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article imageAlligator Pie comes to the stage Special

By Cate Kustanczy     Nov 7, 2012 in Entertainment
Toronto - Alligator Pie is a book beloved by generations of kids and parents since its publishing in 1974. Now a theatre group in Toronto is translating Dennis Lee's work to the stage.
The collection of whimsical children's poetry is a Canadian classic of sorts, beloved by generations. Alligator Pie (MacMillan) won the Book Of The Year Award For Children in 1975 from the Canadian Library Association and was later adapted into a short film in the early 1990s. The fun, light-hearted nature of Lee's writing is complemented by Frank Newfeld's wild, colorful illustrations.
In the early 1970s, Lee was already an established Canadian poet with a fiercely proud poetic voice. A co-founder of House of Anansi Press and recipient of a Governor General's Award for poetry, he surprised fans and critics alike in tackling children's literature. But it was while reading Mother Goose rhymes to his own children that he realized Canadian kids needed their own stories, with more familiar, friendly references. In Alligator Pie, Lee purposefully uses Canadian cultural references and locales, in combination with musical rhymes and schoolyard-sounding chants to create what authors Gail Edwards and Judith Saltman call "a distinctly nationalist collection of verse reflecting the lives of contemporary Canadian children."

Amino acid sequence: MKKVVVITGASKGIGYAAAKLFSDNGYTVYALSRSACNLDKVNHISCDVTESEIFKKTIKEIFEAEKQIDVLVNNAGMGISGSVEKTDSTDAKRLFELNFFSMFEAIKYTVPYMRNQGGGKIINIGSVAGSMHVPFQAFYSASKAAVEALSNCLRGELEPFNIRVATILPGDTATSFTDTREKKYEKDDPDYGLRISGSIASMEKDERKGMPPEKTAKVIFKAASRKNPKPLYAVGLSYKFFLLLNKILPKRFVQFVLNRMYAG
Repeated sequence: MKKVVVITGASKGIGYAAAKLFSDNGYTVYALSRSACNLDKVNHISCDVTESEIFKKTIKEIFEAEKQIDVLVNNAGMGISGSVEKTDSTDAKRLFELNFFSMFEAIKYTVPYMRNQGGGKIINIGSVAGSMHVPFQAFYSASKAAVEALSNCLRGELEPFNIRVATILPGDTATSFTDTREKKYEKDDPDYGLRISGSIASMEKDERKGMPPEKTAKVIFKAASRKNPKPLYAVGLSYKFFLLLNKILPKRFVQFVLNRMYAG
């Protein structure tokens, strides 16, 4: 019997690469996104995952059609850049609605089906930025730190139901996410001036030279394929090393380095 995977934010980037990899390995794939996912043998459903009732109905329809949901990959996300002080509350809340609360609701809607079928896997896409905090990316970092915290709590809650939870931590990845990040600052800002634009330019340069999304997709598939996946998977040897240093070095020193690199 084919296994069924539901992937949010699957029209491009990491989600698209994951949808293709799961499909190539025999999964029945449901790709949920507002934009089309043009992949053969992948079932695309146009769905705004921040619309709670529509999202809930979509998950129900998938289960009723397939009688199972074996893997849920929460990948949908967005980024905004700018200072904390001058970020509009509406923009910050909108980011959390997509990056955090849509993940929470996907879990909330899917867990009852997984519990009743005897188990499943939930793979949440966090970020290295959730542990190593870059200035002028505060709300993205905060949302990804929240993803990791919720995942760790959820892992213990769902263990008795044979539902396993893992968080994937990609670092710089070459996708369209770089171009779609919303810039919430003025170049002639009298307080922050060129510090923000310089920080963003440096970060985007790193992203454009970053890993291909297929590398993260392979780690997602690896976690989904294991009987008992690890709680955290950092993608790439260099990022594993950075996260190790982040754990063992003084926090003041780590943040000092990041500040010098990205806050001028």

In their book, Picturing Canada: A History of Canadian Children's Illustrated Books and Publishing (University of Toronto Press), they note that "Alligator Pie marked a commercial and aesthetic turning point in Canadian children's publishing… (it was) the first children's title published within Canada to achieve overwhelming commercial success, which, in turn, stimulated interest by other trade publishers in the potential market for children's books." The incredible success of Alligator Pie allowed other publishers and authors to approach children's books with the same nationalist zeal, placing a strong emphasis on Canadian identity and references, while seamlessly integrating the zesty visuals and catchy writing that pushed Lee's work to the fore. Alligator Pie retains its importance as a cultural benchmark in Canadian history, demonstrating that creative expression of national identity and commercial success need not be mutually exclusive entities.